Does the Canadian Jewish conversation on Israel need broadening, and what would it take to see us broaden our public debate platform to include those voices most critical of Israel?
Recently, American commentator Peter Beinart has urged the Jewish establishment to take seriously the perspective of those who oppose Zionism on intellectual and philosophical grounds. Simone Zimmerman has called on these same Jewish leaders to listen to “millennials’ deep outrage at the grave injustices committed by the Jewish state.”
And then there was the founding of Open Hillel (on whose academic council I sit), which calls on Hillel International to relax its standards of partnership to include a broader discussion of human rights and international law in the context of Israel and Palestine – namely, to include debate around boycott, divestment and sanctions (BDS). (The BDS movement promotes three main goals: ending the occupation, instilling equality among Israeli citizens, and allowing refugee return.)
It’s no surprise that the mainstream Jewish community embraces Zionism as a touchstone of Jewish communal identity and, therefore, militantly opposes BDS. In addition to being uncomfortable with the basic idea of boycotting Israel, most in the Jewish community realize that at least one of BDS’s demands – that of full refugee return – would directly challenge one of Zionism’s core aims, namely to maintain a Jewish-majority state.
I have gone on record many times opposing the end game of BDS, which I don’t think sufficiently accounts for the needs and identities of both sides. But these debates over Israel, Zionism and the future of the land between the Mediterranean and the Jordan are happening, and there’s every sign that they will intensify. And neither can the violence, fear and suffering simply be wished away. BDS offers one set of tactics accompanied by a particular set of goals. If these tactics or goals are deemed unsuitable, what are others offering in return to address the wide-scale human rights violations and seemingly endless occupation?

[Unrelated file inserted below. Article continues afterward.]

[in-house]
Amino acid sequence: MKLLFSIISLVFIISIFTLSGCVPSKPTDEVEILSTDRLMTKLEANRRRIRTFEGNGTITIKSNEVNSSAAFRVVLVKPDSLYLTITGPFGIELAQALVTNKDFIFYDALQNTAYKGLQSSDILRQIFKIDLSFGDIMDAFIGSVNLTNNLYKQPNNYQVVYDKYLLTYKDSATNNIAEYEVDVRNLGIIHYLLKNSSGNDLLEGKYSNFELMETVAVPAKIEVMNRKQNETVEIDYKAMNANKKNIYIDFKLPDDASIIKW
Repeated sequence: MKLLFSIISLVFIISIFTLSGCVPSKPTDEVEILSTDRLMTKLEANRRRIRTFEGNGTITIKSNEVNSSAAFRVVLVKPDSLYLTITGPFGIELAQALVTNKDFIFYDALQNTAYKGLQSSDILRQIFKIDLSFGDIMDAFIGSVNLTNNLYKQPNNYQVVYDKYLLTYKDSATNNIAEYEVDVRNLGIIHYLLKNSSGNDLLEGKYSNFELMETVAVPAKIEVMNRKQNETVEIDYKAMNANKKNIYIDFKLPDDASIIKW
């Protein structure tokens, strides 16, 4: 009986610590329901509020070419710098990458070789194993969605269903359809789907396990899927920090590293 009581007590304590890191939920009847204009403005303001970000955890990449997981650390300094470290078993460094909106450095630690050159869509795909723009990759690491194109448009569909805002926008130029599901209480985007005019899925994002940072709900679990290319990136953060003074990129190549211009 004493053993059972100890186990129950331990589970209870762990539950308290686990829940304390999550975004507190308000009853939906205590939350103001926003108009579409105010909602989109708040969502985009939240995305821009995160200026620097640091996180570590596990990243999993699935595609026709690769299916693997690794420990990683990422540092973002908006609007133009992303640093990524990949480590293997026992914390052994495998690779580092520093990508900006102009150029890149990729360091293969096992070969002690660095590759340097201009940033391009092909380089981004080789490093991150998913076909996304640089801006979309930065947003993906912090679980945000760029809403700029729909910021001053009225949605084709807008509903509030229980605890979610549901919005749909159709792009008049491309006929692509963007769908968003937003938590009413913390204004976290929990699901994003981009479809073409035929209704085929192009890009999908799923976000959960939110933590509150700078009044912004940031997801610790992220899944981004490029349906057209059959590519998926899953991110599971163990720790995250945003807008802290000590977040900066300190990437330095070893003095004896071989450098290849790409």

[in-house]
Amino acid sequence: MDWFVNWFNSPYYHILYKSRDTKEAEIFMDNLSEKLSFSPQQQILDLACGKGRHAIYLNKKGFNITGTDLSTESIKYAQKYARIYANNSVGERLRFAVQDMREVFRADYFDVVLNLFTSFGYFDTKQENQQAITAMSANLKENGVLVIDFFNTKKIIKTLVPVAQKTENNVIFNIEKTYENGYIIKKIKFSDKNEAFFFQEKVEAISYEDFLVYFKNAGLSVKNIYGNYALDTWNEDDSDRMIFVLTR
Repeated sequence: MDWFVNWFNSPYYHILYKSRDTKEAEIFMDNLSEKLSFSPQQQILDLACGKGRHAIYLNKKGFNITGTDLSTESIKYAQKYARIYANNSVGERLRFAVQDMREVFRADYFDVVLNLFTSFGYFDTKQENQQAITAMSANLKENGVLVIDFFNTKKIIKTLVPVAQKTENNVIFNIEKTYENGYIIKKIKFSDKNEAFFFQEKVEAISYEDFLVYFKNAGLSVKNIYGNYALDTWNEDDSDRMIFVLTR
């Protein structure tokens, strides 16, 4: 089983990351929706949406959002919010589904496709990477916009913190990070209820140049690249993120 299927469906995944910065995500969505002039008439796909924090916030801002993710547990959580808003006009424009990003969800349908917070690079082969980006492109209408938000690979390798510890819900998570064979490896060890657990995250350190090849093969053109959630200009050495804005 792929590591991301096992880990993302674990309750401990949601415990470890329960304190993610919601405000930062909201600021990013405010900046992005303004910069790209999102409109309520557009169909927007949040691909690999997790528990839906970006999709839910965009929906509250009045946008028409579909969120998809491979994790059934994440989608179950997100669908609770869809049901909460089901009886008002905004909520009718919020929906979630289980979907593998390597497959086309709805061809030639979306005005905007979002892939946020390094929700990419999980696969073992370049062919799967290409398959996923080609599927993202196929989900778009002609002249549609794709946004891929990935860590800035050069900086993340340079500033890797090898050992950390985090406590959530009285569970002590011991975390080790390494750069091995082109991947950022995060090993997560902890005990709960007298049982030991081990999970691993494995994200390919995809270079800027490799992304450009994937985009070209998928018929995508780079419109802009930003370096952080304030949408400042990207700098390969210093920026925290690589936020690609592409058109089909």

When it comes to BDS, these conversations can continue to happen in quiet corners – like debates and panels on BDS in which I’ve participated (one, in Ottawa, that my synagogue refused to allow to be advertised and another, in Vancouver, which did gather some press in the Jewish Independent) – or on social media, where I am currently hosting a focused, multi-part exchange on my public Facebook page between two individuals in Ottawa: David Roytenberg, an active Jewish community member, and Peter Larson, chair of “Canada Talks Israel-Palestine.”
That debate began with the guiding question of whether BDS is or is not anti-Semitic, but quickly expanded to include incisive exchanges around whether settlements are an obstacle to peace; whether the separation barrier is an act of self-defence or motivated by a desire to hem in Palestinians, what has historically motivated Palestinian violence; whether the 1967 war was a defensive one; whether Jews have a right to live across the Green Line;and whether the demand for Israel to withdraw is a fair one.
When political discourse occurs in silos, attitudes tend to harden. Talking across the divide – however painful it might be – forces everyone to examine their deeply held assumptions and beliefs. It soon becomes clear which beliefs are worth holding onto and which ones should be updated or discarded. And if the chief debaters may not as easily do this themselves, at least those listening in can.
Wrestling with challenging ideas – including uncomfortable truths about Israel’s founding, identifying the most legitimate tactics of dissent, issues around ethnic privilege, nationalism, competing narratives, and the needs and rights of all – is not an easy task.
There might be some costs along the way – identities might be shaken, the veneer of community agreement may be eroded, those donors who prefer an echo-chamber model of community discourse might express displeasure or worse – but our community will ultimately be stronger for having let in more light.